In the absence of stamps any attribution can only be speculative, but the quality and bravura of the design points to a leading Parisian maker such as the menuisier du Garde-Meuble du Roi Nicolas-Quinibert Foliot (1706-1776, maître in 1729). The fluidity of the legs and armrests and boldly carved foliate elements are reminiscent of Foliot's exceptional set of two canapés and 12 fauteuils à la Reine et à chassis after a design by the architect Pierre Contant d'Ivry supplied to the Tapestry Room of the Danish Ambassador to Paris Count Bernstoff's palace in Copenhagen in the mid-1750s, now in the Metropolitan Museum (illustrated in Pallot, p.168-69). The design of the Bernstoff suite represents a somewhat pared-down version of the set of fauteuils Foliot provided for Louis XV's daughter Elisabeth de France, Madame Infante at the Court of Parma, also designed by Contant d'Ivry, three of which survive and are now in a private collection, the Metropolitan Museum and the Hermitage (Versailles exhibition, no.22 p.118-19).

Another candidate for authorship could be Nicolas Heurtaut (1720-1771, maître in 1755), who also produced several seminal groups of animated and magistrally carved fauteuils à chassis for important clients in the 1750s, including the Comtesse de Séran, now mainly at Versailles, and the Bishop of Poitiers, now in the Louvre (Pallot 1993, n.23 p.80-83). Another fauteuil by Heurtaut formerly with Jansen employs a pierced scrolled shell on the centre of the seat rail, similar to that on the Zilkha chairs. Such similarities are not conclusive however, and an alternative possibility is that both the Zilkha and Banque de France suites were produced by French menuisiers working in Vienna, adapting Parisian models somewhat to account for local taste.


The Palais Paar was built in 1630 for Johan Christoph von Paar, postmaster general of Austria, at no.30 Wollzeile, Vienna, not far from the Stefansdom. Between 1765 and 1771 his descendent Count (later Prince) Wenzel Johann von Paar commissioned the expatriate French architect Isidor Canevale (1730-1786) to refurbish the Palace's apartments in a late rococo style. His scheme was so well received that the 1792 Vienna travel guide Nützliches Adress und Reisebuch declared, 'The House of Prince Paar…especially deserves to be seen because of the splendour of its interior settings, carried out under the direction of the architect Canevale'.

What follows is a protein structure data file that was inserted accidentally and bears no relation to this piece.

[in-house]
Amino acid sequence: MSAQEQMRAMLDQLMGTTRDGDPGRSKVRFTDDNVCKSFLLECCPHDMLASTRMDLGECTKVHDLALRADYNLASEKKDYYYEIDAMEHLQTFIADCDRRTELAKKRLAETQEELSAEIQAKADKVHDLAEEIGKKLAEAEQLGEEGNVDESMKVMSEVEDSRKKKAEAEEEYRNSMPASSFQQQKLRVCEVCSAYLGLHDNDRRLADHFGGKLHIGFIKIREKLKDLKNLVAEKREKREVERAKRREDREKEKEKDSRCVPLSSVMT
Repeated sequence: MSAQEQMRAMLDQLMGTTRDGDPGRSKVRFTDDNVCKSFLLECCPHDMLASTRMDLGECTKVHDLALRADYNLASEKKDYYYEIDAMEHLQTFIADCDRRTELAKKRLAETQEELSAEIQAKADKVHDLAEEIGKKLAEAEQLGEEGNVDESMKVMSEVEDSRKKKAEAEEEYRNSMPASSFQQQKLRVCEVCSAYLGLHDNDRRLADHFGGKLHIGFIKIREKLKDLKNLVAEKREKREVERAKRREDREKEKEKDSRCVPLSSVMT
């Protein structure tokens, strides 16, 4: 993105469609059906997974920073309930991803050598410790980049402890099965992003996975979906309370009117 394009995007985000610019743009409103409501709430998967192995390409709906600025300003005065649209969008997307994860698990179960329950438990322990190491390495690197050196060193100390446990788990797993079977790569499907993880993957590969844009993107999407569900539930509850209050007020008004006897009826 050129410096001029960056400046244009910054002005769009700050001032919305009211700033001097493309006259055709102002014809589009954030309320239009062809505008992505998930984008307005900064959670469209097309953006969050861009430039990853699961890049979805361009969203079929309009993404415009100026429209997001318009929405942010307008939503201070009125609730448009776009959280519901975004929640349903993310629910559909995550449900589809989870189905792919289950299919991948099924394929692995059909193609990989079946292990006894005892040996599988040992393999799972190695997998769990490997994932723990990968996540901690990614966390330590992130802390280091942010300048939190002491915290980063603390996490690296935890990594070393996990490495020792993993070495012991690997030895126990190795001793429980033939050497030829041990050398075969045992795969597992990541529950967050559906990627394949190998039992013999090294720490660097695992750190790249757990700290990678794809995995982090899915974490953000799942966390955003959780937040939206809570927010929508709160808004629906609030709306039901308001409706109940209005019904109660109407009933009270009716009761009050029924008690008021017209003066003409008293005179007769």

After the First World War, partially in response to the new republican government's tax policies, the family decided to no longer maintain the palace as a primary residence and began selling or transferring the contents to other properties, including the 18th century boiseries designed by Canevale, which were sold to the Paris decorating firm of Jansen. By the 1930s the building was an empty shell, and its condition deteriorating rapidly, it was eventually pulled down in 1938. In 1963 a portion of the original paneling was acquired by Mr and Mrs Charles Wrightsman for the Metropolitan Museum and now forms part of the Wrightsman Galleries.


Alfred Heidelbach (1851-1922) was a wealthy American financier of German origin, who settled in Paris with his wife Julie, née Picard, in the early 20th century. They commissioned René Sergent, architect of the Nissim de Camondo mansion, to build their private residence at 19 Avenue d'Iéna between 1912 and 1915, considered the last great Parisian hôtel particulier of the Belle Epoque to be constructed. The Hôtel Heidelbach (now an annex of the Musée Guimet) housed the couple's collection of 18th century fine and decorative arts, and the Heidelbachs frequented fellow wealthy collectors and art lovers in Paris including the Camondos. On Alfred's death in 1922 a significant group of French and German porcelain was bequeathed to the Musée des Arts Décoratifs, and the rest of the collection was sold after his widow's passing in 1933.